Hobby Farms Editors
July 8, 2011
USDA studies show keeping cows outdoors all year makes less environmental impact
Courtesy DC Productions/Photodisc/
Thinkstock

Studies show that keeping dairy cow herds outdoors year-round rather than spending part of their time in the barn is better for the environment.

Computer simulation studies by scientists at the USDA suggest that a dairy cow living year-round in the great outdoors may leave a markedly smaller ecological hoofprint than its more sheltered sisters.

Agricultural Research Service agricultural engineer Al Rotz led a team that evaluated how different management systems on a typical 250-acre Pennsylvania dairy farm would affect the environment. Rotz works at the ARS Pasture Systems and Watershed Management Research Unit in University Park, Pa.

For this study, Rotz and his team used the Integrated Farm System Model, a computer program that simulates the major biological and physical processes and interactions of a crop, beef or dairy farm. The scientists collected a range of field data on grazing systems, manure management and their effects on nutrient loss to the environment. Then they used their farm model, supported by the field data, to evaluate the environmental dynamics of four different dairy farms in all types of weather over a 25-year period.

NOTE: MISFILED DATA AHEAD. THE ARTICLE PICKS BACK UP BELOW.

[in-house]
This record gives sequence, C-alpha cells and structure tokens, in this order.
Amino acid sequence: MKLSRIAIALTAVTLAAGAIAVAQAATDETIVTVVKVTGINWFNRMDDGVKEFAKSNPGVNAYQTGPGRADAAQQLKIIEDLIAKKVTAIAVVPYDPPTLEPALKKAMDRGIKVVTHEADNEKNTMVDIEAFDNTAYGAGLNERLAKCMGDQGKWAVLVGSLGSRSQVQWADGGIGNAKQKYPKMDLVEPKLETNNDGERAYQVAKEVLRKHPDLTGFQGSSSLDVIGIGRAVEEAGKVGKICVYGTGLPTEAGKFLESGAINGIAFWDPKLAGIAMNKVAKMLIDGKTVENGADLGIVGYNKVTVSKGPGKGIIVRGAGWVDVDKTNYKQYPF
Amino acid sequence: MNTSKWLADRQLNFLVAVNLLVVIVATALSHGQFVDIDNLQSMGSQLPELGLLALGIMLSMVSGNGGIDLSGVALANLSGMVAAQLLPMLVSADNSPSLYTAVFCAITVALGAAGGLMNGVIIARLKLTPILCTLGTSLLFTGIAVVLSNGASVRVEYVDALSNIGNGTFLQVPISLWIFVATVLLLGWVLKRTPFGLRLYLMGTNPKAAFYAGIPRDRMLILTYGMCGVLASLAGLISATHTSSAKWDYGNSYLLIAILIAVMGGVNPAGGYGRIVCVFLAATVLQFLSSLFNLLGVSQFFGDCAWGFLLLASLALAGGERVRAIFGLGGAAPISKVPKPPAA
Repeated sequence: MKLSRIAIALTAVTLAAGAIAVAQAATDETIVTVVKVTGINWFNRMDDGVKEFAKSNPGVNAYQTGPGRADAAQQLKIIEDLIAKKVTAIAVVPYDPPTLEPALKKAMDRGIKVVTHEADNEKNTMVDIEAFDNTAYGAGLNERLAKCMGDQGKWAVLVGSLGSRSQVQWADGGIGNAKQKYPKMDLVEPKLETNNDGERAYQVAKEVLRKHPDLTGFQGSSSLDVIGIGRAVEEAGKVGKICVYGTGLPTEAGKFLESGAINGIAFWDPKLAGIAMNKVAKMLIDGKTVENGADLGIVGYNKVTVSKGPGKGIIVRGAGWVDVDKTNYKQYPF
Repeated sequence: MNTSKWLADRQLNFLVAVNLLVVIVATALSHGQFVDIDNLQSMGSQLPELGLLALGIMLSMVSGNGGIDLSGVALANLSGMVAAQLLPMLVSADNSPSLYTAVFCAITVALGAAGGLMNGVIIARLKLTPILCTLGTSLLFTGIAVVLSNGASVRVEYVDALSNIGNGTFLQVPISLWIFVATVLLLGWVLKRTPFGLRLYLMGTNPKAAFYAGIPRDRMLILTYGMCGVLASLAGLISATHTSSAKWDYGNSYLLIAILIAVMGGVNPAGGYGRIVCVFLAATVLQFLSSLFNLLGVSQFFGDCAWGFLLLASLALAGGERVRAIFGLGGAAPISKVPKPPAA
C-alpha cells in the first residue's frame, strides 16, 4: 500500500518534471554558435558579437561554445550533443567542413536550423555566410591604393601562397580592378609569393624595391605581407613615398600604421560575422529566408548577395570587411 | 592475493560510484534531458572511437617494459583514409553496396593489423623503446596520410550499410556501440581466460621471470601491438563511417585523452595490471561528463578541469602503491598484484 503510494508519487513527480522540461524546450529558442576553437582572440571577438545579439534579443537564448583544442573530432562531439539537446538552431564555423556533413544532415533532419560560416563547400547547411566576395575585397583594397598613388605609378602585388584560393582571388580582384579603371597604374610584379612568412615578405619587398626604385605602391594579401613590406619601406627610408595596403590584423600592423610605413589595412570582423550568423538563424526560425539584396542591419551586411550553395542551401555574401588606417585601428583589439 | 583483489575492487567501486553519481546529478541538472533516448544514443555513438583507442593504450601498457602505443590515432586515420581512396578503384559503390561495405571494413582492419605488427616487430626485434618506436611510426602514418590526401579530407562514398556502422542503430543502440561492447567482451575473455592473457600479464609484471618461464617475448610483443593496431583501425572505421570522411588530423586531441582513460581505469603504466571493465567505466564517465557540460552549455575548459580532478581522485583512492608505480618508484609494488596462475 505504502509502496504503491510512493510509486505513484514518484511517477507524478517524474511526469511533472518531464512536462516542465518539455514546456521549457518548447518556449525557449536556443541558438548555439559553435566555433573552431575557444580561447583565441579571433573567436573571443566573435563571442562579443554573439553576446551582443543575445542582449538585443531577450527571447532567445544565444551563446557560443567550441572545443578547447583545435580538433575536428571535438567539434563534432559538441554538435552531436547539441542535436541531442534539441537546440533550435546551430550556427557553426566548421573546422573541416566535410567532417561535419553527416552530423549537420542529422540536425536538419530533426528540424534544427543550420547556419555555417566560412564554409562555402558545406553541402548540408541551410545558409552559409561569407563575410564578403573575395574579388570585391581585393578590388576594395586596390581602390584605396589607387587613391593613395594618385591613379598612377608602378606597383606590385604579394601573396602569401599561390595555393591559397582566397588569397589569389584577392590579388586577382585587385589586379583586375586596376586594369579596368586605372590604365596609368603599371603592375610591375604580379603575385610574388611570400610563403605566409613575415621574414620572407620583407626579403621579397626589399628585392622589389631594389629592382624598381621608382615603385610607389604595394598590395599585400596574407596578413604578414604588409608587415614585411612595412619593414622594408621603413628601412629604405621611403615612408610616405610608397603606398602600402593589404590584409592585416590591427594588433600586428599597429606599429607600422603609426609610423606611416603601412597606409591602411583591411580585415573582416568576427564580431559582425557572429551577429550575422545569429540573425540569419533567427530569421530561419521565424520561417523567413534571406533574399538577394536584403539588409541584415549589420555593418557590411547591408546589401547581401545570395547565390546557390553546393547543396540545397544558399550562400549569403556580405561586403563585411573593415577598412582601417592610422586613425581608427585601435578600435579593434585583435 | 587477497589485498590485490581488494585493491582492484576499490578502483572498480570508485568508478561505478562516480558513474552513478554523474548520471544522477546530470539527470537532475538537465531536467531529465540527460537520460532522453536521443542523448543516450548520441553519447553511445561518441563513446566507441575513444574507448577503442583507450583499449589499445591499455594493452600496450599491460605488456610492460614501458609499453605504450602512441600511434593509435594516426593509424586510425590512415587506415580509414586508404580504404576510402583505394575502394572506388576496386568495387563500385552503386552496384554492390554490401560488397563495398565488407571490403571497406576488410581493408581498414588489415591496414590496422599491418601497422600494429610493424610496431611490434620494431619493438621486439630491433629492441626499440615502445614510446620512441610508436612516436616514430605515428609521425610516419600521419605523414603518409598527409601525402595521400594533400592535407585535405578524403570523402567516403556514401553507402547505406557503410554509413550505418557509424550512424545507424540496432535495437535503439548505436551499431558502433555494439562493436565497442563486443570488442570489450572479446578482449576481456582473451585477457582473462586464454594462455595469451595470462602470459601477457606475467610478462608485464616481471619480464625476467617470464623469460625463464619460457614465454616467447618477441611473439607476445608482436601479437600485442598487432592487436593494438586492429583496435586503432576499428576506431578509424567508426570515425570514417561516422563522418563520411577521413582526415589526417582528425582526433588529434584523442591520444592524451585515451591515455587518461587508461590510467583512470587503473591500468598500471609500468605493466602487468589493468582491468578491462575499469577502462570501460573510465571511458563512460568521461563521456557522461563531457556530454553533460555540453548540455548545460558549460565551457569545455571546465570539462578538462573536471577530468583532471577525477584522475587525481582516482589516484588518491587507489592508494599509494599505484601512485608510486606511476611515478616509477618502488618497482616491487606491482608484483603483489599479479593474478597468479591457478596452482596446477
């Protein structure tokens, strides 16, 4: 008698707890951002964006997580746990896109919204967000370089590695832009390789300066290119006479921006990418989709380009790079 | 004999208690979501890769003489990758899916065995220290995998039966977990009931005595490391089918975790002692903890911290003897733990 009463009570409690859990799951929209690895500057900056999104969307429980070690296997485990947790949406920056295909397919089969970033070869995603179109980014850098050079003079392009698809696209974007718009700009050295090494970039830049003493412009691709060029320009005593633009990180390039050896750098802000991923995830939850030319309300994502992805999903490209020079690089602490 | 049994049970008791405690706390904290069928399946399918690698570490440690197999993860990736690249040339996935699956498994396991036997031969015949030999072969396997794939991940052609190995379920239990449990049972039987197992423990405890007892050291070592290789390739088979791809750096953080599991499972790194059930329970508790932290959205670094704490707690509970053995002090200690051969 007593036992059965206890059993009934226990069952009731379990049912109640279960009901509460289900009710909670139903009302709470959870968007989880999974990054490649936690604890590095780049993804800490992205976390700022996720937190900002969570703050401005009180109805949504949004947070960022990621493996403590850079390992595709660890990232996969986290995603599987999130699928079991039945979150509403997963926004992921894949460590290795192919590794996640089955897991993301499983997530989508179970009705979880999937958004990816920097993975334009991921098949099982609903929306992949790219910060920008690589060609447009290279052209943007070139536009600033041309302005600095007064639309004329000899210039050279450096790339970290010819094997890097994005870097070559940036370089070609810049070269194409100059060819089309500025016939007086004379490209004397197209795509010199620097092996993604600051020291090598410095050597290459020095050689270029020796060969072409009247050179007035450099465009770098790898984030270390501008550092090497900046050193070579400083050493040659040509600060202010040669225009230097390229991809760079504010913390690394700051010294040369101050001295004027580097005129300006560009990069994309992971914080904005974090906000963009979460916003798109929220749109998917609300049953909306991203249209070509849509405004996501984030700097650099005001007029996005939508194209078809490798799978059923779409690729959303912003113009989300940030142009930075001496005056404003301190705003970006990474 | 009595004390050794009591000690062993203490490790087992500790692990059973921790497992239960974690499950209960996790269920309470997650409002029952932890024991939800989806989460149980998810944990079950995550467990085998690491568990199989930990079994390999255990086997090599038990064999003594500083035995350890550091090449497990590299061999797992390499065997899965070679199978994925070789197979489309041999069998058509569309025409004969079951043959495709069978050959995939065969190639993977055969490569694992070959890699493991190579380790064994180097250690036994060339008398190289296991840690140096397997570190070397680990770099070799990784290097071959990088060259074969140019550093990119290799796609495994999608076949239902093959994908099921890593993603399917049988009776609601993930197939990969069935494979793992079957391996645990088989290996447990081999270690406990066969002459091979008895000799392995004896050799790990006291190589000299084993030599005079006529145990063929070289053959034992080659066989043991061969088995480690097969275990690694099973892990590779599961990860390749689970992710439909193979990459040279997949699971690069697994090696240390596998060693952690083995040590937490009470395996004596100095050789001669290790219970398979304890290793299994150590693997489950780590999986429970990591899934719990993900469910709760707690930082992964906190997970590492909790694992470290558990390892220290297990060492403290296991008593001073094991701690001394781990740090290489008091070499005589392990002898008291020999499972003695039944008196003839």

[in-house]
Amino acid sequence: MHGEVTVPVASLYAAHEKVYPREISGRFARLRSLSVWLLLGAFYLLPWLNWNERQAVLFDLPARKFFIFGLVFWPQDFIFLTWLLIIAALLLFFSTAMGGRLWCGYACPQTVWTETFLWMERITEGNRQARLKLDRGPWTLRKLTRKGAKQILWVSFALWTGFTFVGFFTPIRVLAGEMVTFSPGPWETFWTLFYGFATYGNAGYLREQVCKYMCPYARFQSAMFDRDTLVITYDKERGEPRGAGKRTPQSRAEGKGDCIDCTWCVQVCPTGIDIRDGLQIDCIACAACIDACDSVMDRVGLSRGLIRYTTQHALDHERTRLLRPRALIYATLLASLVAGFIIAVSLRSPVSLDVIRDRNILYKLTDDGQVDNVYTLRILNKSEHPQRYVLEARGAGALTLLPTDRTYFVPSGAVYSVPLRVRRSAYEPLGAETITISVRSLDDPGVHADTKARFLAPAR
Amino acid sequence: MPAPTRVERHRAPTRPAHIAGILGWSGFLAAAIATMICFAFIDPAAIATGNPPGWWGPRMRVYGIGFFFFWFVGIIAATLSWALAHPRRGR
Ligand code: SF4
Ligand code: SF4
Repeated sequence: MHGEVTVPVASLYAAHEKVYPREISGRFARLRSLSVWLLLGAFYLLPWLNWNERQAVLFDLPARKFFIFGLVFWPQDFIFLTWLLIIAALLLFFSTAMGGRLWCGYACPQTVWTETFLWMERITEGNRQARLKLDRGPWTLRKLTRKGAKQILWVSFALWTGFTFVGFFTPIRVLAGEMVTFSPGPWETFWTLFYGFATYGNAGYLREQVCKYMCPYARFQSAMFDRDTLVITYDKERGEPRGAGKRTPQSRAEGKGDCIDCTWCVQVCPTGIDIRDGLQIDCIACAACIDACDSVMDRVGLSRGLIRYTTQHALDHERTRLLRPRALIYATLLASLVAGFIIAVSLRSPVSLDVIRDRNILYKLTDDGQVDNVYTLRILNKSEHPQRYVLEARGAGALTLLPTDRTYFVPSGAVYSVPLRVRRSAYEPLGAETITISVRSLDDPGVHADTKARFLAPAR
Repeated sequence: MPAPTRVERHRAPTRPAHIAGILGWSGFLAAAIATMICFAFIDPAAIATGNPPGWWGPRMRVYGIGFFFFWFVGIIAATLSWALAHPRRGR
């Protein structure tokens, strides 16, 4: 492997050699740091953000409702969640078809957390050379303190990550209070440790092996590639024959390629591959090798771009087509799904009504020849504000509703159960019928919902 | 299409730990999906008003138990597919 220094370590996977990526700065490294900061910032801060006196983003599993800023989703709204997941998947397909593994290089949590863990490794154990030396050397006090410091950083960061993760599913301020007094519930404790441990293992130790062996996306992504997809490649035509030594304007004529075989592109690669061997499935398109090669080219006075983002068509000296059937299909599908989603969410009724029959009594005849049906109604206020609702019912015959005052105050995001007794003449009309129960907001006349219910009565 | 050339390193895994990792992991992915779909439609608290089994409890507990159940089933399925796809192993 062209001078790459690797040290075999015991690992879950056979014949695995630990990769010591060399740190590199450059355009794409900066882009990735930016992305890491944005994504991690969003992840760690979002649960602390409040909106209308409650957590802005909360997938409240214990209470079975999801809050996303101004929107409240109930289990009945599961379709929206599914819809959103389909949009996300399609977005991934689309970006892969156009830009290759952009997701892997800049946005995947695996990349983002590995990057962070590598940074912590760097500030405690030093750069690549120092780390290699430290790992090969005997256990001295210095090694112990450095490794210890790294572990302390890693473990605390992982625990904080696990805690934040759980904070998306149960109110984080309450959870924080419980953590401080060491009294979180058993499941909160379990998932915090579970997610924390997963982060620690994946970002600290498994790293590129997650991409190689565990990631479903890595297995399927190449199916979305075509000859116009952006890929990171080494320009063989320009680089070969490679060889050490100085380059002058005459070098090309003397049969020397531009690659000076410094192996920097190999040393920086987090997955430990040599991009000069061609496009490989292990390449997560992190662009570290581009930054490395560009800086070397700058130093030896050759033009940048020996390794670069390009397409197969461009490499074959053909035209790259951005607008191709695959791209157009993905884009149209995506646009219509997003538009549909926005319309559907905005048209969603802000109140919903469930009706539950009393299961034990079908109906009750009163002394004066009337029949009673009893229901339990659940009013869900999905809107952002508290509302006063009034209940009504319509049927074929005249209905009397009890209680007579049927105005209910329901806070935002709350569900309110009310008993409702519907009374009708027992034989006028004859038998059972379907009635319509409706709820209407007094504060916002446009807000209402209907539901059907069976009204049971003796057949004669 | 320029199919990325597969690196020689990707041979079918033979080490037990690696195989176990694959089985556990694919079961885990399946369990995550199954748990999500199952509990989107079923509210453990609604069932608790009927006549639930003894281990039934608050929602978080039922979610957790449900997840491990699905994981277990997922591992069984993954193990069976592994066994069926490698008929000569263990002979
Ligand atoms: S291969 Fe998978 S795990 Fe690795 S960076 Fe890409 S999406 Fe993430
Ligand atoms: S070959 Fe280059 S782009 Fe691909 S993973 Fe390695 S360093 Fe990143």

The model generated estimates for ammonia emissions from manure, soil-denitrification rates, nitrate-leaching losses, soil erosion and phosphorus losses from field runoff. Estimates for emissions of carbon dioxide, methane, and nitrous oxide from both primary production and the secondary production of pesticides, fuels, electricity, and other resources were also considered.

Compared to high-confinement systems, keeping dairy cows outdoors year-round lowered levels of ammonia emission by about 30 percent. The model results also indicated that the total emissions for the greenhouse gasses methane, nitrous oxide and carbon dioxide were 8 percent lower in a year-round outdoor-production system than in a high-production confinement system.

Another plus: When fields formerly used for feed crops were converted to perennial grasslands for grazing, carbon sequestration levels climbed from 0 to as high as 3,400 pounds per acre every year. The results also suggested that a well-managed dairy herd kept outdoors year-round left a carbon footprint 6 percent smaller than that of a high-production dairy herd kept in barns.



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